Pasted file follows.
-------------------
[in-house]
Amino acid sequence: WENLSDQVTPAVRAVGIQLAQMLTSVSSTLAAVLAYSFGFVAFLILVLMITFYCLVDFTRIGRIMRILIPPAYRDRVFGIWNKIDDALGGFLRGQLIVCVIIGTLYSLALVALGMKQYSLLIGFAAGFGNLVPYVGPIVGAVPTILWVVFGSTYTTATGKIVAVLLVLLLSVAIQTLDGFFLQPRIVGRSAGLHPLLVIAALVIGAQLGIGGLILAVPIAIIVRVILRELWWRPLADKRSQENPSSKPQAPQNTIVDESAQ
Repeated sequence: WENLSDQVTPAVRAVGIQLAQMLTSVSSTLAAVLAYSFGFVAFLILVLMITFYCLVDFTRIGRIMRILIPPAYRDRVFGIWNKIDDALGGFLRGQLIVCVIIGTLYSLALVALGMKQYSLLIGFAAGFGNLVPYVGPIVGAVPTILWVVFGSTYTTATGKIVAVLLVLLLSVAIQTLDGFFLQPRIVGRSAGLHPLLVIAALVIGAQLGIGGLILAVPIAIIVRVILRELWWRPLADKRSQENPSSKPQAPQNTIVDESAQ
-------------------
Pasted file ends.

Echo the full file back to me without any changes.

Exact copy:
[in-house]
Amino acid sequence: WENLSDQVTPAVRAVGIQLAQMLTSVSSTLAAVLAYSFGFVAFLILVLMITFYCLVDFTRIGRIMRILIPPAYRDRVFGIWNKIDDALGGFLRGQLIVCVIIGTLYSLALVALGMKQYSLLIGFAAGFGNLVPYVGPIVGAVPTILWVVFGSTYTTATGKIVAVLLVLLLSVAIQTLDGFFLQPRIVGRSAGLHPLLVIAALVIGAQLGIGGLILAVPIAIIVRVILRELWWRPLADKRSQENPSSKPQAPQNTIVDESAQ
Repeated sequence: WENLSDQVTPAVRAVGIQLAQMLTSVSSTLAAVLAYSFGFVAFLILVLMITFYCLVDFTRIGRIMRILIPPAYRDRVFGIWNKIDDALGGFLRGQLIVCVIIGTLYSLALVALGMKQYSLLIGFAAGFGNLVPYVGPIVGAVPTILWVVFGSTYTTATGKIVAVLLVLLLSVAIQTLDGFFLQPRIVGRSAGLHPLLVIAALVIGAQLGIGGLILAVPIAIIVRVILRELWWRPLADKRSQENPSSKPQAPQNTIVDESAQ